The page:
Asset Protection Planning
Medicaid and the Deficit Reduction Act of 2005

By Michael Gilfix and Bernard A. Krooks

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FEBRUARY 2008 - When President Bush signed the Deficit Reduction Act of 2005 (DRA) on February 8, 2006, a stated goal was to reduce the federal Medicaid budget by $5 billion over the next 10 years. The law’s supporters view the changes as a way to reduce expenses and close loopholes. Its opponents see the measure as placing a unfair burden on older Americans, because it will make it harder for them to receive assistance from Medicaid when they face the substantial cost of nursing home care.

The DRA has been implemented in all but a handful of states. Nevertheless, it remains to be seen how specific DRA provisions will be interpreted in practice.

Financial planners must consider this time to be a transition period. The DRA has yet to be consistently implemented, and the harshest critic of the DRA legislation, the Democratic party, is now in control of Congress. The DRA passed into law by the narrowest of margins; the Senate vote witnessed a 50–50 tie, with Vice President Cheney casting the tie-breaking vote. In the House, the DRA became law by a 216–214 vote. It is therefore possible that selected provisions of the DRA may be amended or repealed in coming years.

The Critical Role of CPAs

Because tax preparers generally meet with individuals annually, they are more likely to become aware of the need for long-term care and asset-preservation planning than other professionals, such as an individual’s attorney. If significant health issues arise, a CPA may be in a position to raise issues of tax deductibility of medical expenses, as well as other long-term care planning issues. It becomes an opportunity for affirmative, protective planning. If necessary, CPAs can also play a role in referring individuals to an attorney specializing in eldercare law.

While CPAs need not become fluent in the intricacies of federal Medicaid law, they should be aware of major changes, such as the DRA, in order to develop a sound elder-care plan. The most relevant provisions of the DRA are noted below, along with the steps that can be taken to protect an individual’s assets if threatened by long-term care costs.

Legislative Background

Medicaid is a government program designed to ensure the delivery of fundamental healthcare services to elders, individuals with disabilities, and others who would otherwise be deprived of such care. Significantly, Medicaid is the only federal program that can pay all or a portion of the cost of long-term nursing home care.

Many elders and some financial advisors mistakenly believe that Medicare pays the ongoing costs of a nursing home. As a result, many elders fail to save for these costs or obtain long-term care insurance. Without planning or insurance, elders may have to pay $6,000–$15,000 per month out of their own pockets. This has given rise to last-minute attempts to access government-financed healthcare.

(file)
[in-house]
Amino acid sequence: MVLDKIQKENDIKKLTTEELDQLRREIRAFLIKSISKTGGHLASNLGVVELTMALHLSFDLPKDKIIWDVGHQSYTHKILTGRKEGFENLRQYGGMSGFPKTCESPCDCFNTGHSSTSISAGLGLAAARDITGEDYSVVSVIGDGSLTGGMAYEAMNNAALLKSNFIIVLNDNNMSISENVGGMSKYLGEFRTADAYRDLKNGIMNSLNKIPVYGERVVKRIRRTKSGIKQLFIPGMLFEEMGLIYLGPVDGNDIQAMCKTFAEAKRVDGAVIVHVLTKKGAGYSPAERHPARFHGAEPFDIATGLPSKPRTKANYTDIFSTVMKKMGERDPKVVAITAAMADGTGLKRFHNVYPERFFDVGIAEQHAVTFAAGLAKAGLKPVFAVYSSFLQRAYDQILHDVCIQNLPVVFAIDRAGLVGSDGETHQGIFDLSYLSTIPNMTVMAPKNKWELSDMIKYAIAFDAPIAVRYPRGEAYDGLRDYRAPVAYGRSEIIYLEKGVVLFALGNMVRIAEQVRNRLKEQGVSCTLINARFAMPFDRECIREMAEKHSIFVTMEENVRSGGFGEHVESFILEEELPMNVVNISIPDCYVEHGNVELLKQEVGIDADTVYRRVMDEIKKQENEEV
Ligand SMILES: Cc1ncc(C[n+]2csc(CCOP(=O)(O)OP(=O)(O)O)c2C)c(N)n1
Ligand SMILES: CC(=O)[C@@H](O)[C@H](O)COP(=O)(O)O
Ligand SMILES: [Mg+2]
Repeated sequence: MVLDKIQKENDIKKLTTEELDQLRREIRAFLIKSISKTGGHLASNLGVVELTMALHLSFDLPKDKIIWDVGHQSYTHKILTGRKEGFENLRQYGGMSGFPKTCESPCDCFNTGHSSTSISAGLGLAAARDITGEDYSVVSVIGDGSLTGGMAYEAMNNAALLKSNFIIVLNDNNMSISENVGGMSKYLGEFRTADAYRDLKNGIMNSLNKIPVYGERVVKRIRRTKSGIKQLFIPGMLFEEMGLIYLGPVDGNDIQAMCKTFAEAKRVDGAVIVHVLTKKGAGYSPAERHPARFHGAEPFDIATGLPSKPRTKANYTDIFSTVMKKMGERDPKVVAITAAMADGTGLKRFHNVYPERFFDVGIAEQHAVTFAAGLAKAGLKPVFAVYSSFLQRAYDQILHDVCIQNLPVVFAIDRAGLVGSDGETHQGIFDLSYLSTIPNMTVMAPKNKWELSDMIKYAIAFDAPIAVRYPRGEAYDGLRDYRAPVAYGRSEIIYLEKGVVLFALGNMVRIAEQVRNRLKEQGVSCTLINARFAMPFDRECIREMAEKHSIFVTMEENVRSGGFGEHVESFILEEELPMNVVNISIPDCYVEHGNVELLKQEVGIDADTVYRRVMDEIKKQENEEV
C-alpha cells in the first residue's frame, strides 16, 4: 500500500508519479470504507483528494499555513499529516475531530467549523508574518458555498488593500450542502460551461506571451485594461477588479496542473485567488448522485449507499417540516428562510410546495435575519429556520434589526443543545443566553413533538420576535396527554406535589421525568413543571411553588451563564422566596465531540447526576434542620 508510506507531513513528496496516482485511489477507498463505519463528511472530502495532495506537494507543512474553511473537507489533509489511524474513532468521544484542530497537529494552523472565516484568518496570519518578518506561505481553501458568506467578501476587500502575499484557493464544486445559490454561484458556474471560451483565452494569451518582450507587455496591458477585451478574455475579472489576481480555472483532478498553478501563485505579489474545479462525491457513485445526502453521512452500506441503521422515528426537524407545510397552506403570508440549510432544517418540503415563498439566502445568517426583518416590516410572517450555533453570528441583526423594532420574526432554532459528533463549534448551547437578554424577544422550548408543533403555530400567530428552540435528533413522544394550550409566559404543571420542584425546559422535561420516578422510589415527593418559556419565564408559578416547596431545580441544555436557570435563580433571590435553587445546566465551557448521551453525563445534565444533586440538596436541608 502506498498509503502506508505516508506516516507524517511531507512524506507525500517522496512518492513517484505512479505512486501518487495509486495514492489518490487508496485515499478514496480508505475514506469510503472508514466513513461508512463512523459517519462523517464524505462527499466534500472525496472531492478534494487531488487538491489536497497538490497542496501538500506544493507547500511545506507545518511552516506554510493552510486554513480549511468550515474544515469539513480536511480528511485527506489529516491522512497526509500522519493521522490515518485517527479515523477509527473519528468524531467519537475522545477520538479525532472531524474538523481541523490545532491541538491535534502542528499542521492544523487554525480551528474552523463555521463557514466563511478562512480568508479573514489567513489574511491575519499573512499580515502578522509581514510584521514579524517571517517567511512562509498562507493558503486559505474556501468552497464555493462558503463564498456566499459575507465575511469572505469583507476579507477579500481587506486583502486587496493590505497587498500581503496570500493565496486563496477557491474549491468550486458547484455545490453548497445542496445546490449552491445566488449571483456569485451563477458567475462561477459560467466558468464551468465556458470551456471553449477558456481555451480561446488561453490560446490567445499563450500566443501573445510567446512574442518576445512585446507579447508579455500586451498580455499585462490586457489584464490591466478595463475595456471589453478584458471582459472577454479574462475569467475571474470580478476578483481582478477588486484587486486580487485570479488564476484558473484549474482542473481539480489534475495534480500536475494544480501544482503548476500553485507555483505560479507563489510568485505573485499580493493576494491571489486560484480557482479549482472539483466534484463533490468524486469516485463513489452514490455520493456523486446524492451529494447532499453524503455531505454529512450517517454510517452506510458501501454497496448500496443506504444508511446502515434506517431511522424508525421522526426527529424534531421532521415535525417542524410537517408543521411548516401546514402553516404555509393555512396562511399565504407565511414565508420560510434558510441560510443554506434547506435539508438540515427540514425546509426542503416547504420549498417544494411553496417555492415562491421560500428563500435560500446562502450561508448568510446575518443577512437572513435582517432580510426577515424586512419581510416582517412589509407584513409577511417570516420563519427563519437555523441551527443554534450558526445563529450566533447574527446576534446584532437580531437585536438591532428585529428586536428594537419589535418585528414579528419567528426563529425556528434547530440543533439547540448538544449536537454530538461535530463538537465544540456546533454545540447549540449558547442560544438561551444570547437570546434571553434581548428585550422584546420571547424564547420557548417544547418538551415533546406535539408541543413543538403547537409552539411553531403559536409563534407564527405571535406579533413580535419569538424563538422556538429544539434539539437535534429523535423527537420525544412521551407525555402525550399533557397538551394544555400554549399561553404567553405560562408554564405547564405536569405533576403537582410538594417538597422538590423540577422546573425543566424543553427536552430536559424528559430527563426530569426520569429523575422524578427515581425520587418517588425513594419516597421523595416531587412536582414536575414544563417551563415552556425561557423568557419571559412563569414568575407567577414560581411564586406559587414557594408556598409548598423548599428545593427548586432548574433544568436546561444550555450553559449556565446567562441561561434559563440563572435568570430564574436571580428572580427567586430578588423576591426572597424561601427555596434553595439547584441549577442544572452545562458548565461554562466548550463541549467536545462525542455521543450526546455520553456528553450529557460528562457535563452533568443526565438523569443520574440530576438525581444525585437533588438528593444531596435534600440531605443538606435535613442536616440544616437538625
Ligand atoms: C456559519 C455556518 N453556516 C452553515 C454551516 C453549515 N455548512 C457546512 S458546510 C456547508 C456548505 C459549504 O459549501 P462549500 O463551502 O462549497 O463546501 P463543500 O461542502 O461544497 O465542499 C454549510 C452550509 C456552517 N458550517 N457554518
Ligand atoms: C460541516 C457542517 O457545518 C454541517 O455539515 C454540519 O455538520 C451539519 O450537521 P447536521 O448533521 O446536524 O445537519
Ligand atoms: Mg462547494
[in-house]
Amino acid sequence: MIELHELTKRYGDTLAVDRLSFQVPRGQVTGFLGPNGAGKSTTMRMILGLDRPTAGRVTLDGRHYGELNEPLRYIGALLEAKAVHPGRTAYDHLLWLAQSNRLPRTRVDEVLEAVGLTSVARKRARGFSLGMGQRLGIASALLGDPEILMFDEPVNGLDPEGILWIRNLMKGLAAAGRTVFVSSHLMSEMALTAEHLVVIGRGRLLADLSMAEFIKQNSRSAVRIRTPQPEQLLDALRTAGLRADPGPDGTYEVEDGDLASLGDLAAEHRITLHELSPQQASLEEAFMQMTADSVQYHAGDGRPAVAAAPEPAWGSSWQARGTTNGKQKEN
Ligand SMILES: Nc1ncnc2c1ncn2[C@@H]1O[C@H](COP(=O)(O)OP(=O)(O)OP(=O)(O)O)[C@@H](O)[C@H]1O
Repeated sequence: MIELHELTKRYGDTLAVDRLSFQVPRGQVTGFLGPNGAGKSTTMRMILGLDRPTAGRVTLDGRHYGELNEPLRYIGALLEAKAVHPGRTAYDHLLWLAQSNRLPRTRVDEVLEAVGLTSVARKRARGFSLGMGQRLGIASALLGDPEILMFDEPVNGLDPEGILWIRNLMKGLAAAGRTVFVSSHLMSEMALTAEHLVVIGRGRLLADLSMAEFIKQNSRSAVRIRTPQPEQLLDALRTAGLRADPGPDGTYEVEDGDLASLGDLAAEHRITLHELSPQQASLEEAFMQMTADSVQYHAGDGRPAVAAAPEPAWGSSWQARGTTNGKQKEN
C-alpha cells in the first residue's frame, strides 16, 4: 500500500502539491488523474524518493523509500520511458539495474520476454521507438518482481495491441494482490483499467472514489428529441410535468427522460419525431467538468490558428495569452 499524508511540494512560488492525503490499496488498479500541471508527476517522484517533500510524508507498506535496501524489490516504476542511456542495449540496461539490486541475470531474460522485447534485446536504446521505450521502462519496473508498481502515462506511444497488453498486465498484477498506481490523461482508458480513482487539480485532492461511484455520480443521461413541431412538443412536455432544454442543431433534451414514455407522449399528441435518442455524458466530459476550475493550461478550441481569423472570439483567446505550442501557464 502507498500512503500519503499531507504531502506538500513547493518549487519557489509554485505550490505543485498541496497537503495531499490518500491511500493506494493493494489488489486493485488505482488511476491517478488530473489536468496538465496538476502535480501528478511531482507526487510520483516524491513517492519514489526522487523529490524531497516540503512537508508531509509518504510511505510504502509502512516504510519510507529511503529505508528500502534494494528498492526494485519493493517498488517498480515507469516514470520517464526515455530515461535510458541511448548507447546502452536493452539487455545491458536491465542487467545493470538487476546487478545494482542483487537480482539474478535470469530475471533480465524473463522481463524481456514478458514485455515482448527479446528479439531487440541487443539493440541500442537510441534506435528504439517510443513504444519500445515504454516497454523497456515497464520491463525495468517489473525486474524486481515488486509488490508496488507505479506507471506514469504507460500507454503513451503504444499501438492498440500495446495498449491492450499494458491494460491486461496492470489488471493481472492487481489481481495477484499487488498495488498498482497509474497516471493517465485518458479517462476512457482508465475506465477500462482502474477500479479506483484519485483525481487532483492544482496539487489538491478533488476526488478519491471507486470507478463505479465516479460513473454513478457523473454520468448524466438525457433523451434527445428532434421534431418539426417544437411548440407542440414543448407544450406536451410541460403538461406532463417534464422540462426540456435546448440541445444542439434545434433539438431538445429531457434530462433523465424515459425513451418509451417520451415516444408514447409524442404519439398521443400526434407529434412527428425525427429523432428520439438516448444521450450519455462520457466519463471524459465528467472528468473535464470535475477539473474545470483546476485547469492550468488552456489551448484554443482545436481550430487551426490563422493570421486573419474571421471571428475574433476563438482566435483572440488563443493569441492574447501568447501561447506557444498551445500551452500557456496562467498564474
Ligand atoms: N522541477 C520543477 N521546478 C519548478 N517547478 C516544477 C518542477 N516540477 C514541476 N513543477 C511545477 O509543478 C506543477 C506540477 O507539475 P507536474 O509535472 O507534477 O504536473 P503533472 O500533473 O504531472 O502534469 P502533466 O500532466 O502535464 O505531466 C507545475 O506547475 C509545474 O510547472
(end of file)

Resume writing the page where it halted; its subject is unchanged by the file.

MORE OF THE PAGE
Medicaid is a needs-based program. Depending on the approach taken in a particular state, an individual must have extremely limited assets (typically between $2,000 and $4,500) to qualify. In other states, there also is an income test, and if the individual’s income exceeds a nominal amount (approximately $1,900 per month), Medicaid is presumptively denied, notwithstanding the individual’s inability to pay for the cost of care.

Before the DRA, the Omnibus Budget Reconciliation Act of 1993 (OBRA) set forth the rules with regard to Medicaid eligibility and restrictions with regard to asset transfers. The DRA significantly changed many of those rules. Despite the DRA’s restrictions, with proper planning assets can be preserved while qualifying for Medicaid.

Change in Asset Transfer Rules

Before the DRA, asset transfers presumptively resulted in a period of Medicaid ineligibility if they were for less than fair market value. If a gift was made within the prior 36 months (the look-back period), it would generate a period of Medicaid ineligibility. A gift made 12 months prior to admission to a nursing home in the amount of $15,000, for example, would have generated a three-month period of ineligibility if the state’s average cost of care was $5,000. Note that such a gift would present no barrier to eligibility if the application had been filed at the time of institutionalization, because the period of ineligibility commences on the date of the gift. So this three-month period of ineligibility would have run out nine months beforehand.